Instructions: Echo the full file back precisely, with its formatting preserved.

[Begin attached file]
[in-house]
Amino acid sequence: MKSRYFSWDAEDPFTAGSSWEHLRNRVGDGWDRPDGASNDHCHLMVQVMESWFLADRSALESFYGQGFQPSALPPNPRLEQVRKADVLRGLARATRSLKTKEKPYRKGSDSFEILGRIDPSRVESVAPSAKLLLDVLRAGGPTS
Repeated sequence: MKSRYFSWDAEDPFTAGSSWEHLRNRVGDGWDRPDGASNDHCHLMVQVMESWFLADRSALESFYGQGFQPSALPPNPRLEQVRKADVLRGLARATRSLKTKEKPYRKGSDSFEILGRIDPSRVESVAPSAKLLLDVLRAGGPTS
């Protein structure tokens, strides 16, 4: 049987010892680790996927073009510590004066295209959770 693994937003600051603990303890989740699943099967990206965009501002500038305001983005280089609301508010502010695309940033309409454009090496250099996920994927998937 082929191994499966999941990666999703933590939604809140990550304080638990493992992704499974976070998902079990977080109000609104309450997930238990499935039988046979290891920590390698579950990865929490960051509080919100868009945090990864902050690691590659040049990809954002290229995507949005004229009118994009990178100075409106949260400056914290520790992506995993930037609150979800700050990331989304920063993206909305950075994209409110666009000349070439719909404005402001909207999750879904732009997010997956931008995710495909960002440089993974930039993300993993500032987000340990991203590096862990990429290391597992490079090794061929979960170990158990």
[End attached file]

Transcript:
[in-house]
Amino acid sequence: MKSRYFSWDAEDPFTAGSSWEHLRNRVGDGWDRPDGASNDHCHLMVQVMESWFLADRSALESFYGQGFQPSALPPNPRLEQVRKADVLRGLARATRSLKTKEKPYRKGSDSFEILGRIDPSRVESVAPSAKLLLDVLRAGGPTS
Repeated sequence: MKSRYFSWDAEDPFTAGSSWEHLRNRVGDGWDRPDGASNDHCHLMVQVMESWFLADRSALESFYGQGFQPSALPPNPRLEQVRKADVLRGLARATRSLKTKEKPYRKGSDSFEILGRIDPSRVESVAPSAKLLLDVLRAGGPTS
């Protein structure tokens, strides 16, 4: 049987010892680790996927073009510590004066295209959770 693994937003600051603990303890989740699943099967990206965009501002500038305001983005280089609301508010502010695309940033309409454009090496250099996920994927998937 082929191994499966999941990666999703933590939604809140990550304080638990493992992704499974976070998902079990977080109000609104309450997930238990499935039988046979290891920590390698579950990865929490960051509080919100868009945090990864902050690691590659040049990809954002290229995507949005004229009118994009990178100075409106949260400056914290520790992506995993930037609150979800700050990331989304920063993206909305950075994209409110666009000349070439719909404005402001909207999750879904732009997010997956931008995710495909960002440089993974930039993300993993500032987000340990991203590096862990990429290391597992490079090794061929979960170990158990």